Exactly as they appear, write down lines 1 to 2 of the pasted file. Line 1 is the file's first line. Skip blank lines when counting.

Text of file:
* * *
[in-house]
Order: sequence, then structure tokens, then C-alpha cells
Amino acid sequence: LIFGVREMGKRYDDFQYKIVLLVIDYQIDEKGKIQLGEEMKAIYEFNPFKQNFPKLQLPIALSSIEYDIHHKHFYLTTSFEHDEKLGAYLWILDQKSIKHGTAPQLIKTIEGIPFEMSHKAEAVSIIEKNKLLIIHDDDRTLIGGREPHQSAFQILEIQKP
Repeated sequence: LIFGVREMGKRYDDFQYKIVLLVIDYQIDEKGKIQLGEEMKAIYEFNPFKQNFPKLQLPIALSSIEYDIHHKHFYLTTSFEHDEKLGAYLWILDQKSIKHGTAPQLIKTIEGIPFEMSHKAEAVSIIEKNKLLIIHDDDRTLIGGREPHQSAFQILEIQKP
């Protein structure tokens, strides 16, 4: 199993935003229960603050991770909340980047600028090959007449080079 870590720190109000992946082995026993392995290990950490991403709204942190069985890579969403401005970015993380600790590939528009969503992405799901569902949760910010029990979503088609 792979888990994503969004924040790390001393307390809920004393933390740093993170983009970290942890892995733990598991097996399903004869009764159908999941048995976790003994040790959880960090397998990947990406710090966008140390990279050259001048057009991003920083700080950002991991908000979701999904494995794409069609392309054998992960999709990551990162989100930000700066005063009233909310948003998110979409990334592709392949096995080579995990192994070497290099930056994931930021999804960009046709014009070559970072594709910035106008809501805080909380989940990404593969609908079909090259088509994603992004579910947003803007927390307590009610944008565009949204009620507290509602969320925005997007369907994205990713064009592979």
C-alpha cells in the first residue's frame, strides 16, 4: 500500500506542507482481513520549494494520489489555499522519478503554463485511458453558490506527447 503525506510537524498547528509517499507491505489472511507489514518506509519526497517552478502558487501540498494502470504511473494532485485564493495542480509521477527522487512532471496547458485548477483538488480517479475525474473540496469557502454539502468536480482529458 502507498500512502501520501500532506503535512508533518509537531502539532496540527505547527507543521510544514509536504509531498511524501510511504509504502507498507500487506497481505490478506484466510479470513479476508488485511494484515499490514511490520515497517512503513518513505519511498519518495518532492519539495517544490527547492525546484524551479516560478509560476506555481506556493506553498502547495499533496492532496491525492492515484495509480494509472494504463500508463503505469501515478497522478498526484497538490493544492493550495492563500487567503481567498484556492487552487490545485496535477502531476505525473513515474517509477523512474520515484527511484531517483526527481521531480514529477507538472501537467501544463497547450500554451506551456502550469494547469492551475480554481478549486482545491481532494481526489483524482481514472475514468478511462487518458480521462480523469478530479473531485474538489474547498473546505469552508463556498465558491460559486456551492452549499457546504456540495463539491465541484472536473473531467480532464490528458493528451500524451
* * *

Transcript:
[in-house]
Order: sequence, then structure tokens, then C-alpha cells